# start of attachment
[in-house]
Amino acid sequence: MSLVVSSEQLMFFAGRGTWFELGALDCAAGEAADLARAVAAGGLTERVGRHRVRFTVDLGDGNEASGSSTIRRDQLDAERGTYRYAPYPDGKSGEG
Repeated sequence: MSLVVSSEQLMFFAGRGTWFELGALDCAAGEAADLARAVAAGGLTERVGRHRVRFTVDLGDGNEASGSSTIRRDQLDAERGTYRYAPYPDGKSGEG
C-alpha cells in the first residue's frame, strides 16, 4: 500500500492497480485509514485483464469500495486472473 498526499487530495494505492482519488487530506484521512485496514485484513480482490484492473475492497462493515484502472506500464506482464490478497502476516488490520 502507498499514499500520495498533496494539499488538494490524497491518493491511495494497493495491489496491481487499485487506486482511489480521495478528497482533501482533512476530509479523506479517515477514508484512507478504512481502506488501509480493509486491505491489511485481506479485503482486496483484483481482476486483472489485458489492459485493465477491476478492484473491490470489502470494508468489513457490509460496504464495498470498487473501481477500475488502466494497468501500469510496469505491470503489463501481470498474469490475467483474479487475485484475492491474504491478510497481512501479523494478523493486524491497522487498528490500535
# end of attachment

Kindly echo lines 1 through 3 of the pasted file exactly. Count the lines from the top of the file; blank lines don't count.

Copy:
[in-house]
Amino acid sequence: MSLVVSSEQLMFFAGRGTWFELGALDCAAGEAADLARAVAAGGLTERVGRHRVRFTVDLGDGNEASGSSTIRRDQLDAERGTYRYAPYPDGKSGEG
Repeated sequence: MSLVVSSEQLMFFAGRGTWFELGALDCAAGEAADLARAVAAGGLTERVGRHRVRFTVDLGDGNEASGSSTIRRDQLDAERGTYRYAPYPDGKSGEG